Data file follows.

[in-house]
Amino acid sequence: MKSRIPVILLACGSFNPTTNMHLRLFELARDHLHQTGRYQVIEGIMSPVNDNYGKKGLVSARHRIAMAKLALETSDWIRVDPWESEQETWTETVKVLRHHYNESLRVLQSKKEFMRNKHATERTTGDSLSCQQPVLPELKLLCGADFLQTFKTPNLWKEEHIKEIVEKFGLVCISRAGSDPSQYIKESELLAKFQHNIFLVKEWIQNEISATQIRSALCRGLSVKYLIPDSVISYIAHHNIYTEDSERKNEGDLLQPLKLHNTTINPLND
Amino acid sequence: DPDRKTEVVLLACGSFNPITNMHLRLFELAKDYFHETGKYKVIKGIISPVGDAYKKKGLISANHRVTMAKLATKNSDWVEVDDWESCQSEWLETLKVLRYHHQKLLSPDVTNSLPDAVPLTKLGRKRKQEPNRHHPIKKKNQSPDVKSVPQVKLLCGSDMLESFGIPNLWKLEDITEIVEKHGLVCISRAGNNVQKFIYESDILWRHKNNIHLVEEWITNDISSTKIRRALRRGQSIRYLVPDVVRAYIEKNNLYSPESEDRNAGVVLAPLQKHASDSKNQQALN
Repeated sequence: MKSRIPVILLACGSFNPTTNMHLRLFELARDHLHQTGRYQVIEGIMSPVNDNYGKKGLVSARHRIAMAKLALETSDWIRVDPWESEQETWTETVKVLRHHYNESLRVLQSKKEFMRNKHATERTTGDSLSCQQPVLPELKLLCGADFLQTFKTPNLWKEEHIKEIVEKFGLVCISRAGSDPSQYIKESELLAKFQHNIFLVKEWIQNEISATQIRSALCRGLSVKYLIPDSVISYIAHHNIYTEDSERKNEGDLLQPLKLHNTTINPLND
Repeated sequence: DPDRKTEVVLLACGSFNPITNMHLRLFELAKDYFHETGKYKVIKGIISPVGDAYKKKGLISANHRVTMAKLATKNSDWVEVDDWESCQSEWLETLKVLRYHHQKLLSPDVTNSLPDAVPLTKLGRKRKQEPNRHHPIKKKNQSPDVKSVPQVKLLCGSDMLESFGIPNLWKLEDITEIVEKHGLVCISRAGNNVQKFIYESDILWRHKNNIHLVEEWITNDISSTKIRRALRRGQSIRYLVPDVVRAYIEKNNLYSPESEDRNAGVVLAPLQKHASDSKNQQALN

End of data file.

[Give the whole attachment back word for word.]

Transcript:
[in-house]
Amino acid sequence: MKSRIPVILLACGSFNPTTNMHLRLFELARDHLHQTGRYQVIEGIMSPVNDNYGKKGLVSARHRIAMAKLALETSDWIRVDPWESEQETWTETVKVLRHHYNESLRVLQSKKEFMRNKHATERTTGDSLSCQQPVLPELKLLCGADFLQTFKTPNLWKEEHIKEIVEKFGLVCISRAGSDPSQYIKESELLAKFQHNIFLVKEWIQNEISATQIRSALCRGLSVKYLIPDSVISYIAHHNIYTEDSERKNEGDLLQPLKLHNTTINPLND
Amino acid sequence: DPDRKTEVVLLACGSFNPITNMHLRLFELAKDYFHETGKYKVIKGIISPVGDAYKKKGLISANHRVTMAKLATKNSDWVEVDDWESCQSEWLETLKVLRYHHQKLLSPDVTNSLPDAVPLTKLGRKRKQEPNRHHPIKKKNQSPDVKSVPQVKLLCGSDMLESFGIPNLWKLEDITEIVEKHGLVCISRAGNNVQKFIYESDILWRHKNNIHLVEEWITNDISSTKIRRALRRGQSIRYLVPDVVRAYIEKNNLYSPESEDRNAGVVLAPLQKHASDSKNQQALN
Repeated sequence: MKSRIPVILLACGSFNPTTNMHLRLFELARDHLHQTGRYQVIEGIMSPVNDNYGKKGLVSARHRIAMAKLALETSDWIRVDPWESEQETWTETVKVLRHHYNESLRVLQSKKEFMRNKHATERTTGDSLSCQQPVLPELKLLCGADFLQTFKTPNLWKEEHIKEIVEKFGLVCISRAGSDPSQYIKESELLAKFQHNIFLVKEWIQNEISATQIRSALCRGLSVKYLIPDSVISYIAHHNIYTEDSERKNEGDLLQPLKLHNTTINPLND
Repeated sequence: DPDRKTEVVLLACGSFNPITNMHLRLFELAKDYFHETGKYKVIKGIISPVGDAYKKKGLISANHRVTMAKLATKNSDWVEVDDWESCQSEWLETLKVLRYHHQKLLSPDVTNSLPDAVPLTKLGRKRKQEPNRHHPIKKKNQSPDVKSVPQVKLLCGSDMLESFGIPNLWKLEDITEIVEKHGLVCISRAGNNVQKFIYESDILWRHKNNIHLVEEWITNDISSTKIRRALRRGQSIRYLVPDVVRAYIEKNNLYSPESEDRNAGVVLAPLQKHASDSKNQQALN